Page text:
This week, Salon.com teamed up with New America Media to run a series of coming out stories by LGBT youth of color and LGBT immigrant youth. Titled "Pariah Personals," the series is inspired by the recently released film "Pariah," a coming-of-age story about an African American teen named Alike, who is embracing her identity as a lesbian. The film opened today in New York, San Francisco and Los Angeles with positive reviews.
"Pariah Personals" kicked off on Monday with a piece by GLAAD National People of Color Media Institute participant Jamilah King, news editor for ColorLines.com. King's story focuses on her process of coming out at age 21 to her single mother, fearful of how her disclosure would affect their relationship. She states, "Over the years, I’ve come to understand that 'coming out' is more of a daily commitment than a singular event. It’s the resolve to live openly and honestly; an affirmation of self-love that needs to be repeated with nearly each encounter. For my mom and me, it’s been a commitment to at least start a conversation, and to remember the pride we have in one another."
Tuesday's installment featured the story of Jean Melesaine, a Samoan American who struggled to find acceptance within her family once her parents became followers of the Mormon church. Melesaine explains that there is room for her identity within her indigenous culture, stating, "Samoans always had two-spirit people in our culture, meaning people who were in touch with both masculine and feminine spirits. In Samoa they use the terms 'fafa’afine' (like a woman) and 'fafa’atama' (like a man)." However, once her family converted, Melesaine did not feel that acceptance any longer. She states, "One day when I was 5 years old, someone handed me a youth pamphlet. On the cover were young white people with big smiles, dressed in white. I started flipping through it and reading the passages. There were two things I learned that moment that changed my life. One, I now had language, a word for what I always thought I was; and two, that I would not enter the kingdom of God." This lack of acceptance led her to engage in acts of property theft beginning at age 7, culminating in a jail sentence two weeks before she graduated from high school. Now 26, Melesaine is the associate editor and community organizer for Silicon Valley De-Bug, a media collective in San Jose. She states, "Coming out was always like coming home to myself, and at 26, I’m grateful to finally feel at home and I applaud those who are still fighting to find their way home."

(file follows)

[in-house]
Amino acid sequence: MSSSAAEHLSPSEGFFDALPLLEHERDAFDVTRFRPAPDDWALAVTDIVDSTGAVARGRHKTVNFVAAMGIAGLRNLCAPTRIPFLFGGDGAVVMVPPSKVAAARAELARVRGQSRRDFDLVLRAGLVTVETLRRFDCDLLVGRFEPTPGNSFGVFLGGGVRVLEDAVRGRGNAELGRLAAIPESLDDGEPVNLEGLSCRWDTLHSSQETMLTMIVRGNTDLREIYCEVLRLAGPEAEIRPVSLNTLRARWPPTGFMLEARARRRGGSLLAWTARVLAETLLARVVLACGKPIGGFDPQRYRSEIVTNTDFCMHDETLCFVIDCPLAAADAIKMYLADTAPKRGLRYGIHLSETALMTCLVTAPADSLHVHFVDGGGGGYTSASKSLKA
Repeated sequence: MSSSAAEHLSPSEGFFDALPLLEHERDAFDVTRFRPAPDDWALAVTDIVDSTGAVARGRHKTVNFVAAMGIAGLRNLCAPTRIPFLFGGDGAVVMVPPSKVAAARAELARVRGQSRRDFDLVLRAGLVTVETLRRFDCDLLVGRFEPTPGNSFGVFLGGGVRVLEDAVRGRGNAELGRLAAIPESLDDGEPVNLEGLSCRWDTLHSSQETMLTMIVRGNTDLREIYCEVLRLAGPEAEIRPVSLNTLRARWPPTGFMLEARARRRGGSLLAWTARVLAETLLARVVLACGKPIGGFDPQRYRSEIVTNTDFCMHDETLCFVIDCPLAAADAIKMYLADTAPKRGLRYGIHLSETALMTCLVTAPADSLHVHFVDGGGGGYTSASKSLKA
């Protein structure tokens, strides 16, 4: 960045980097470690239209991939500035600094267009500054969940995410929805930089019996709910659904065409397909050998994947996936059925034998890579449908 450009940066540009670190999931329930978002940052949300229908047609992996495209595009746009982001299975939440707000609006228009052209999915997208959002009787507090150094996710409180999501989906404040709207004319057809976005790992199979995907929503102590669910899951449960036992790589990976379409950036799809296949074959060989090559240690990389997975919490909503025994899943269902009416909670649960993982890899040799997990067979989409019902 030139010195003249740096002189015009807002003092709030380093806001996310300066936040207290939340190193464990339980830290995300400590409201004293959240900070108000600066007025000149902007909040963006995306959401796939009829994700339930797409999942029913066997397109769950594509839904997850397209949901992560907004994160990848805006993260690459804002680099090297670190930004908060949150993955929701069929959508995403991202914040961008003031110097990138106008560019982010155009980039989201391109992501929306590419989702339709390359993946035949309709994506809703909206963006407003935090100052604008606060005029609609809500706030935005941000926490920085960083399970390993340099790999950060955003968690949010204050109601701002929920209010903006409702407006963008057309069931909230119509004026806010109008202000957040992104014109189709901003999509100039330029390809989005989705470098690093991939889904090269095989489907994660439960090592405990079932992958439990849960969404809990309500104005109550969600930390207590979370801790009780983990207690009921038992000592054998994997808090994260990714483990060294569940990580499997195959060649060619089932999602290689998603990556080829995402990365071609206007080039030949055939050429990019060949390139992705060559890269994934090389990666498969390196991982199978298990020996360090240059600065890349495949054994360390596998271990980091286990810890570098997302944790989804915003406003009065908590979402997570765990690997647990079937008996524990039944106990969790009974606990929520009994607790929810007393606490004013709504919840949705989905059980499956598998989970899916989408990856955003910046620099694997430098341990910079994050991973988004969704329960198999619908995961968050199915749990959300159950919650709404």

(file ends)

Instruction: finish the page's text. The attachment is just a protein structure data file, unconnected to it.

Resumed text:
Wednesday's essay features the coming out story of 17-year-old Andres Garcia, a high school senior. Garcia states, "With my own family, I was in the closet for six long years. Coming from a Catholic Latino family in the small agricultural town of Lamont in south Kern County, California, I just figured they’d be close-minded." Garcia's sister, Isabel, is an out lesbian, and Garcia was also worried that his father would not take the news of his sexual orientation well, given that he did not react well to Isabel's disclosure at first. In the end, Garcia was able to come out to his brother and his father, and now encourages other youth to do so as well. He states, "What I would say to other youth in situations where you’re questioning whether to come out or not is this: Build a circle of trust with your family first, not your friends. Friends come and go, but your family is there with you, always."
GLAAD commends Salon.com and New America Media for amplifying the voices of LGBT youth who are living at the intersections of oppression. We encourage our readers to continue following this series at: http://www.salon.com/topic/pariah_personals/.